Hyundai and Kia recall nearly 3.4 million vehicles due to fire risk

Nearly 3.4 million Hyundai and Kia vehicles in the United States are being recalled and owners are being advised to park their vehicles outside of the vehicle due to the potential risk of an engine compartment fire.

The recalls cover multiple car and SUV models from the 2010 through 2019 model years including Hyundai’s Santa Fe SUV and Kia’s Sorrento SUV.

According to documents published Wednesday by U.S. Highway Traffic Safety Administration, the antilock brake control module may leak fluid and create an electrical short that can ignite a fire while the vehicle is parked or being driven.

Dealers will repair the antialiored brake fuse free of charge to owners. In documents, Kia says it will send out notifications to owners beginning November 14, while Hyundai says the date is November 21.
Hyundai reports 21 fires in affected vehicles across the United States, as well as 22 “thermal incidents” including smoke inhalation, burning and parts melting, according to the documents. Kia reports 10 fires and meltdowns.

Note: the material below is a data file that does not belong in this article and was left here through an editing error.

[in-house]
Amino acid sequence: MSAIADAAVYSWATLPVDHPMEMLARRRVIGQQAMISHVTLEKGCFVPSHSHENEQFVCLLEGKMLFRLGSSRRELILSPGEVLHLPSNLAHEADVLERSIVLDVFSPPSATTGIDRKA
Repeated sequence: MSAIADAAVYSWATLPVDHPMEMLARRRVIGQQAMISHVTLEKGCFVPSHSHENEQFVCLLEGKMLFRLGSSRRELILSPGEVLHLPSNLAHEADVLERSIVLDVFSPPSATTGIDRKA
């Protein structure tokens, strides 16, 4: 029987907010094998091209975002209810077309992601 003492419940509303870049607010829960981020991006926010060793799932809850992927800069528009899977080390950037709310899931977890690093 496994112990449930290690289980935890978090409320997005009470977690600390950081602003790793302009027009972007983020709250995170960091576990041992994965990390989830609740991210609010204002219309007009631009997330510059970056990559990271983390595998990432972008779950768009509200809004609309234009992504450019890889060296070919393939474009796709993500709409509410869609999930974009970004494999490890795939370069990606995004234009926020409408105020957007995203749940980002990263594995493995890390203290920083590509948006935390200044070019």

Hyundai says owners can drive their vehicles again, and that there have been no reports of crashes or injuries. The company said it is doing the recall “to ensure the safety of our customers.”

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According to the company’s statement, the leak was caused by a weakened O-ring on the brake motor shaft. Over time, moisture, dirt, and dissolved metals can erode the seal, leading to leaks. The company said a new fuse would limit the brake module’s operating current.

According to Kia’s statement, an electrical short caused an excessive current in the engine compartment, leading to an electrical fire. The company said the exact cause was unknown and there were no injuries or crashes.

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Center for Auto Safety executive director, Michael Brooks, asked why the companies were taking so long to fix the leak problem. The remedy is to replace one fuse but brake fluid leaks can still occur, potentially creating a safety issue. “Why don’t you fix the problem first?” Brooks said. “You’re giving lip service to a symptom or a part of a problem without actually addressing the root cause.”

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